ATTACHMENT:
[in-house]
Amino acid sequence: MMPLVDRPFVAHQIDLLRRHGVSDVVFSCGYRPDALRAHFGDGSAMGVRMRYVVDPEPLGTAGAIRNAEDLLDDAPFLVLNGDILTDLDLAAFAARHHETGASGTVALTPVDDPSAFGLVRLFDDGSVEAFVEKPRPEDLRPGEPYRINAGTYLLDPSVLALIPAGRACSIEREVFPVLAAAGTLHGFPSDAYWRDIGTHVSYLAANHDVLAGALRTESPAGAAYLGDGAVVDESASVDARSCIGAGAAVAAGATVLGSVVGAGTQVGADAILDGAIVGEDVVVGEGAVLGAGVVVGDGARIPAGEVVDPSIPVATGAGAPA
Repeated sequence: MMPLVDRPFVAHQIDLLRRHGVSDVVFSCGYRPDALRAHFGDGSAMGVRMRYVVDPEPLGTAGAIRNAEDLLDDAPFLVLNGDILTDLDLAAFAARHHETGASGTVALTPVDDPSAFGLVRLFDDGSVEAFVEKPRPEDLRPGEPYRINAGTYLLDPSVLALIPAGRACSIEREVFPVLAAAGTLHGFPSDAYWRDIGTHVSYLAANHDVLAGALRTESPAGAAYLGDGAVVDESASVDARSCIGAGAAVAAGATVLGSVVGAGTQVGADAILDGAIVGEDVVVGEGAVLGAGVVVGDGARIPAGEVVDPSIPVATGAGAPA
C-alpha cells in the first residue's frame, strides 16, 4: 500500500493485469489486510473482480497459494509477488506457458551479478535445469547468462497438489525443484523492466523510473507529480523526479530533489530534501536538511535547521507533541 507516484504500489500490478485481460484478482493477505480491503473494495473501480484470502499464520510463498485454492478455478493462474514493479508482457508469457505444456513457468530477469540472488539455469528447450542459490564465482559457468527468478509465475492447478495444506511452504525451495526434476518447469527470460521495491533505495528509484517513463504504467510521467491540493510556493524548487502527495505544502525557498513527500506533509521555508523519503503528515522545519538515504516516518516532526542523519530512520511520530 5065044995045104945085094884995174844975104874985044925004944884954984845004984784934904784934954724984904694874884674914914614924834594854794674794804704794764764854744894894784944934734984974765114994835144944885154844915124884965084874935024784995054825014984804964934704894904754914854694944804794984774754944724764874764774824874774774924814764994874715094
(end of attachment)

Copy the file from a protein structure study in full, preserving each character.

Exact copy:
[in-house]
Amino acid sequence: MMPLVDRPFVAHQIDLLRRHGVSDVVFSCGYRPDALRAHFGDGSAMGVRMRYVVDPEPLGTAGAIRNAEDLLDDAPFLVLNGDILTDLDLAAFAARHHETGASGTVALTPVDDPSAFGLVRLFDDGSVEAFVEKPRPEDLRPGEPYRINAGTYLLDPSVLALIPAGRACSIEREVFPVLAAAGTLHGFPSDAYWRDIGTHVSYLAANHDVLAGALRTESPAGAAYLGDGAVVDESASVDARSCIGAGAAVAAGATVLGSVVGAGTQVGADAILDGAIVGEDVVVGEGAVLGAGVVVGDGARIPAGEVVDPSIPVATGAGAPA
Repeated sequence: MMPLVDRPFVAHQIDLLRRHGVSDVVFSCGYRPDALRAHFGDGSAMGVRMRYVVDPEPLGTAGAIRNAEDLLDDAPFLVLNGDILTDLDLAAFAARHHETGASGTVALTPVDDPSAFGLVRLFDDGSVEAFVEKPRPEDLRPGEPYRINAGTYLLDPSVLALIPAGRACSIEREVFPVLAAAGTLHGFPSDAYWRDIGTHVSYLAANHDVLAGALRTESPAGAAYLGDGAVVDESASVDARSCIGAGAAVAAGATVLGSVVGAGTQVGADAILDGAIVGEDVVVGEGAVLGAGVVVGDGARIPAGEVVDPSIPVATGAGAPA
C-alpha cells in the first residue's frame, strides 16, 4: 500500500493485469489486510473482480497459494509477488506457458551479478535445469547468462497438489525443484523492466523510473507529480523526479530533489530534501536538511535547521507533541 507516484504500489500490478485481460484478482493477505480491503473494495473501480484470502499464520510463498485454492478455478493462474514493479508482457508469457505444456513457468530477469540472488539455469528447450542459490564465482559457468527468478509465475492447478495444506511452504525451495526434476518447469527470460521495491533505495528509484517513463504504467510521467491540493510556493524548487502527495505544502525557498513527500506533509521555508523519503503528515522545519538515504516516518516532526542523519530512520511520530 5065044995045104945085094884995174844975104874985044925004944884954984845004984784934904784934954724984904694874884674914914614924834594854794674794804704794764764854744894894784944934734984974765114994835144944885154844915124884965084874935024784995054825014984804964934704894904754914854694944804794984774754944724764874764774824874774774924814764994874715094